About five years ago, builder John McGary and his wife, Jillian, were looking for a home they could remodel for themselves when they found a 1955 rambler. The house was small, just 900 square feet, and in need of updates, but it was well-constructed. “It had good bones,” said John, owner/principal of Lucid Builders.
The location sealed the deal. The rambler was set in Deephaven, a tiny bucolic city near Lake Minnetonka, just blocks from the lake and a large park.
“Deephaven is amazing, like a Norman Rockwell hamlet,” Jillian said.
The couple made some initial improvements, including cosmetic updates and a modest kitchen makeover. Then their first child was born, followed by a second in 2012. Now the once-cozy rambler felt cramped. The couple decided it was time to expand by adding a second story and a mudroom.
“We had felt, naively, that we were ‘rambler people,’ ” John said.
But after tiptoeing around the house so as not to wake sleeping children in the next room, they could see the merits of having bedrooms on the second floor. And expanding up was more economical than greatly expanding the footprint, he added.
The couple was committed to saving and reusing as much of the original house as possible. “We didn’t want to demolish the whole house and throw everything away,” John said.
Saving and reusing is a way of life for their family, Jillian said. “We don’t like to waste things — we use cloth diapers and compost our food scraps.”
Their remodeled home includes more than 60 percent of the original foundation, walls and hardwood flooring. The McGarys also found ways to repurpose materials they already had on hand. An original retaining wall made of Fond-du-Lac limestone was dismantled, washed and reused for the fireplace, the exterior and a smaller retaining wall. “It was like having a quarry in your back yard,” John said.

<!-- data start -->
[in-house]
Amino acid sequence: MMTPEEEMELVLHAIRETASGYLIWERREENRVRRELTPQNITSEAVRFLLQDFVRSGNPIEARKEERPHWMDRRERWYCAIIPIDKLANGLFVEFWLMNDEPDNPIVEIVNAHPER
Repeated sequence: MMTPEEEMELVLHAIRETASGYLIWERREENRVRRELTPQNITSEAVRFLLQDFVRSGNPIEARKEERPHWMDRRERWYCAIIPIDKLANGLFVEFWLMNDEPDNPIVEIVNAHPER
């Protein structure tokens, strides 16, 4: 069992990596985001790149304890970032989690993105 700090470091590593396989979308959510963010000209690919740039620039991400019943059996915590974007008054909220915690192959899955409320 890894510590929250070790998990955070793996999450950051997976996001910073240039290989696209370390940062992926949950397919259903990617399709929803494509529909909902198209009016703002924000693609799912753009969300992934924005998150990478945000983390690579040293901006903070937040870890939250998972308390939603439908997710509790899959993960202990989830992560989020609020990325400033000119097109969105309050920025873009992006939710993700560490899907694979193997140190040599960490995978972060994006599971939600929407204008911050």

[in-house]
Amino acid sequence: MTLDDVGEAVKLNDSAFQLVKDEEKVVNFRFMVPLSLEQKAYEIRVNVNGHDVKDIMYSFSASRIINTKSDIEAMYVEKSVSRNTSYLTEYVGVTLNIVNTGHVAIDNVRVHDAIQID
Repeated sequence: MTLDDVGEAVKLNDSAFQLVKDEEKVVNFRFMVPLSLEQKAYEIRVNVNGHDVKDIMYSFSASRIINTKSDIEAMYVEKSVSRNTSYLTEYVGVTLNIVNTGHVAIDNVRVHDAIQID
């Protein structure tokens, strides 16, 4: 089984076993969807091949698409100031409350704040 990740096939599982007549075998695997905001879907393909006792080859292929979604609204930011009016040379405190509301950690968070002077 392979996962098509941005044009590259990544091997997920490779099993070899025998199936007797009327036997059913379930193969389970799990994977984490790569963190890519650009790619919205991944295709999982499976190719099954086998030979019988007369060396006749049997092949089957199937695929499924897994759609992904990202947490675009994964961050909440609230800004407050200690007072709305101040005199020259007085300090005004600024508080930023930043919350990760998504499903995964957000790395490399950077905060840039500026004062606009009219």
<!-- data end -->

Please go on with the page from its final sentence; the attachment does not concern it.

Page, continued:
The kitchen cabinets they’d installed just a few years earlier were repurposed in the new laundry room, while the granite from the kitchen island now tops an antique mahogany dresser, found on Craigslist, to create a vanity in the powder room, which has walls decorated with barn wood that was collected from the farm where the family lived during the remodeling. In the kitchen, scraps of leftover travertine that John had saved from other projects were crafted into a custom backsplash.
Energy efficiency also was a high priority for the couple, who used spray-foam insulation, high-efficiency windows and LED lighting for their three-bedroom, three-bathroom house. While they tripled the square footage of the house, they pay less for utilities than they did before the remodel. The house is Minnesota Green Path-certified, and the project won a Remodeler of Merit Award last year from the Builders Association of the Twin Cities.
“We never built this to sell,” Jillian said. “We built it for our needs. It’s really practical and functional.”
But they found a property they couldn’t resist, just a few blocks away in Deephaven, on the lake. “We can’t pass it up,” Jillian said, although she has mixed feelings about leaving the home that now works so well for them. “I’ll miss the function and flow,” she said. “Life is easy here.”
Contact John McGary, 612-207-8265, firstname.lastname@example.org. (The house, at 18870 Lake Av., Deephaven, will be open noon-3 p.m., Feb. 2.)